May 21

How to Choose the Right Product Stack for Your Team

I love it when people ask “what is the best tool for x..” – mostly because the answer will forever be my favorite product management answer ever: it depends.

While social validation and proof are two gamification pillars that have proven over and over again to give results, when it comes to choosing the right product stack for your team, it takes a little bit more than just relying on what everybody else is using.

At the end of the day… What works for one might not actually work for another.

I thought I’d break down how to actually go about selecting the right product stack for your team and what questions to ask before selecting a tool.


In case you’re in a rush, here’s the quick TLDR:

  • Make sure you understand what problem introducing a new tool solves for your team.
  • Process first, tool later!
  • Write out your requirements.
  • Consider your budget!
  • Start a trial with the core team and extend it out to other stakeholders.


Have you stopped and asked yourself – why is it that we actually need a new tool?

What problem are we actually trying to solve?

We all suffer from shiny object syndrome, so be sure that you ask the right questions before you decide to get involved with trials (and possible tribulations!)

Be sure to outline all the problems you are having first. As product sits in the intersection of other teams, gather that feedback from stakeholders involved as well.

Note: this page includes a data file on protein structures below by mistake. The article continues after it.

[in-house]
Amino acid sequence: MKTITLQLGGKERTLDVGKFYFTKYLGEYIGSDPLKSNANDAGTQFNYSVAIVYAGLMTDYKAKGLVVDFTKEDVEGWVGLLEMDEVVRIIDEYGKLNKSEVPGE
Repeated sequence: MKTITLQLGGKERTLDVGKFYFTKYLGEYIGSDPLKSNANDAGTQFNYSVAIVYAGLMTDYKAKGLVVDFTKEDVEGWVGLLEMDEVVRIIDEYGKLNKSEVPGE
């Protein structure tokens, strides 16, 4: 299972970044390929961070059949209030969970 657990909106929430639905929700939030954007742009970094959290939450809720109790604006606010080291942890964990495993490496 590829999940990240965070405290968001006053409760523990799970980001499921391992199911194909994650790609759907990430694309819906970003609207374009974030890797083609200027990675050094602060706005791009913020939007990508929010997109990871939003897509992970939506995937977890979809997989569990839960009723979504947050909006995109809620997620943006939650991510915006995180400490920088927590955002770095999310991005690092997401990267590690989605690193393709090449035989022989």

This isn’t about features though, this is about outcomes, so be sure to ask what they hope to achieve and what is stopping them from doing so with the current stack.


The number one reason teams tool hop is because they tried to force the product to fit their process. It’s almost like forcing a square peg into a round hole.

Start by defining your process first, and once you have that in place, see which tools can help you implement it.

There will probably be a few trade-offs to be made, so make sure you understand how far you are willing to go – and what you are willing to let go of.


Sorry to throw this at you guys again, but “it depends.”

The first thing you’ll need to look at is what your current product team looks like, and potentially what you would want it to look like in a future. This may prevent you from tool hopping!

Generally, a product team might have the following team members:

  • Product manager
  • Product owner or business analyst
  • Product designer
  • Product marketing

With that in mind, you should be looking at what jobs need to be done to help those team members in their day to day.

I like to divide my product tools based on activities.

Communication and Collaboration

A good product team constantly stays in touch. Communication and transparency is the key to your success!

My favorite communication tools are:

  • Slack – For every day chats and calls
  • CloudApp – For quick gifs and screenshots

My favorite collaboration tools are:

  • Miro – Ideation sessions
  • Notion – Documentation

Product Process

A product team does a lot more than just ‘roadmapping’ – so a product tool that touches on your product process is key. This includes roadmaps, ideation, prioritization, discovery and a view into the delivery process.

The tool that checks all the boxes for me is airfocus (ok, slightly biased opinion I suppose!)

It’s the first modular product management tool, which means I can add, remove and adjust different pieces to the puzzle that is product development as needed.


Let’s not forget your design team here! I actually divide these into two categories – actual design tools (mockups, prototyping, etc.) and tools that help with research and discovery.